Spick and span
Entirely new - fresh or unused.
The noun spick has various meanings, or rather it had various meanings, as it is now rarely used outside of spick and span. These include: a side of bacon, a floret of lavender, a nail or spike, a thatching spar.
Likewise span has/had several meanings, including: the distance from the tip of the thumb to the tip of the little finger, a measure of butter, a fetter or chain, a chip of wood (as the Norse word spann-nyr).
Just from those meanings, and there are more, we could generate sixteen possible combinations to form spick and span. It isn't clear which, if any, of those words were used when coining the phrase. Some clue might come from the fact that the phrase is very old and was originally spick and span-new. This is cited in Sir Thomas North's translation of Plutarch's Lives of the noble Grecians and Romanes, 1579:
"They were all in goodly gilt armours, and brave purple cassocks apon them, spicke, and spanne newe."
The alliteration in the phrase suggests the possibility that that one of the two words alluded to cleanliness and freshness and that the other just followed along. Which one is most associated with the qualities of spick and span? The suggestions most frequently made are that spick is a variant of spike or nail. In the 16th century nails were made of iron and soon tarnished. It is quite plausible that new nails would have become synonymous with cleanliness. We have the phrase as neat as a new pin, which has just that meaning. The old Dutch word spikspeldernieuw refers to newly made ships. The OED suggests that this is the origin of spick, although they offer no reason for that belief and none of the early citations of the phrase refer to shipping. As for span, chips of wood also display the same fresh, sharp-edged qualities and seem to be a plausible source for the use of the word here.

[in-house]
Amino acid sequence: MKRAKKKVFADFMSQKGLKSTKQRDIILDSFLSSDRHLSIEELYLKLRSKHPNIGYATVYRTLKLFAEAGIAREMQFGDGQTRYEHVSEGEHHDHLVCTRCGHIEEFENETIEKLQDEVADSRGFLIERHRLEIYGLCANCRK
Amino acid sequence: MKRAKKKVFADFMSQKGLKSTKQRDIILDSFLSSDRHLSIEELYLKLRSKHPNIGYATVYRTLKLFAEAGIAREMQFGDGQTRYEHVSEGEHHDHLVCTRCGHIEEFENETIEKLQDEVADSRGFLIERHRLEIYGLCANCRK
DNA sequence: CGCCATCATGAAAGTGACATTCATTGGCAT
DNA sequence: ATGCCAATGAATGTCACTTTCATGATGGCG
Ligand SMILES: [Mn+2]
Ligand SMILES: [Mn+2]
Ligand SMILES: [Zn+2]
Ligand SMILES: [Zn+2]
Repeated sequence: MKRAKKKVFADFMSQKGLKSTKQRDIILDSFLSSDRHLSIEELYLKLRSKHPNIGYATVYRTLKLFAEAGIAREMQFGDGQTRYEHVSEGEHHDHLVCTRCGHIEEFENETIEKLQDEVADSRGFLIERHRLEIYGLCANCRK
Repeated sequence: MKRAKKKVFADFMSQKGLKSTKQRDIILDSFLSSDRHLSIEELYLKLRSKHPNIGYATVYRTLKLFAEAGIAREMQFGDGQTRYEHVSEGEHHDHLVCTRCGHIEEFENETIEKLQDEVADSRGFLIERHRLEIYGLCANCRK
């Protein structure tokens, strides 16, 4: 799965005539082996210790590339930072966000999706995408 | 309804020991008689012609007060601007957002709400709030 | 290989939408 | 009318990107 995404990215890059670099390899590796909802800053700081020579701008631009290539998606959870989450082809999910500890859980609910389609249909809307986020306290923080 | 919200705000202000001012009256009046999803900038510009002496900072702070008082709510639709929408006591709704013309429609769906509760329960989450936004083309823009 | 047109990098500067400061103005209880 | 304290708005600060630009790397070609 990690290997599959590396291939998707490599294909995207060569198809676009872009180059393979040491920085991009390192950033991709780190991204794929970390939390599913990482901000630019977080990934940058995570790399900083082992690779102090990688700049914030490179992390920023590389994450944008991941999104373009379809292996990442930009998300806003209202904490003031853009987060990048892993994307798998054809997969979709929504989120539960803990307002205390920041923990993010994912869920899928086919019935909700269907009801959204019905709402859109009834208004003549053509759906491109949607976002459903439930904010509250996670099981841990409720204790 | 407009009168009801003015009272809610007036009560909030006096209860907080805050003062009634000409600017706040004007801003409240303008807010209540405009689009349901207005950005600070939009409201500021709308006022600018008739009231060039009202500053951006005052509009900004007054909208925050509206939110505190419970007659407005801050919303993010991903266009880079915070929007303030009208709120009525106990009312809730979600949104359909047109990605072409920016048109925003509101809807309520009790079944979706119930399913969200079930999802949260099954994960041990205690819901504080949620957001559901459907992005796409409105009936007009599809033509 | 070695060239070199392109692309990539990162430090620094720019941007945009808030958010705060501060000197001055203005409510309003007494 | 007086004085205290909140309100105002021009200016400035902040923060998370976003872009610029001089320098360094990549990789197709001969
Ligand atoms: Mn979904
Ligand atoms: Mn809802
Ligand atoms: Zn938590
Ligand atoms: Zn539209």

Note: the word spoon, which was originally a wooden item, derives from spon - a variant of span. It has been suggested that the early American term for a knife and fork was spike and spon and that this relates to keeping clean by using utensils rather than fingers. That takes no account of the use of the phrase prior to the colonization of America by English-speaking people though.
Spicke, and spanne newe later migrated into simply spick and span which is first found in Samuel Pepys' Diary, 1665:
"My Lady Batten walking through the dirty lane with new spicke and span white shoes."
All in all, the derivation of the term isn't clear and our best efforts to explain it so far are little more than informed guesses.
Many American readers will know Spic and Span as the cleaning product marketed by Prestige Brands Inc. This has the strapline 'The Complete Home Cleaner', so, next time you want to clean a complete home you know what to use.
The use of spic in that product name is just an alternative spelling of spick. This has no connection to spic as used for the offensive term for Spanish-speaking American residents, also called spiggoties or spigs. That term originated in the early 20th-century and is cited in Harry Franck's Zone Policeman, 1913:
"It was my first entrance into the land of the panameños, technically known on the Zone as 'Spigoties', and familiarly, with a tinge of despite, as 'Spigs'."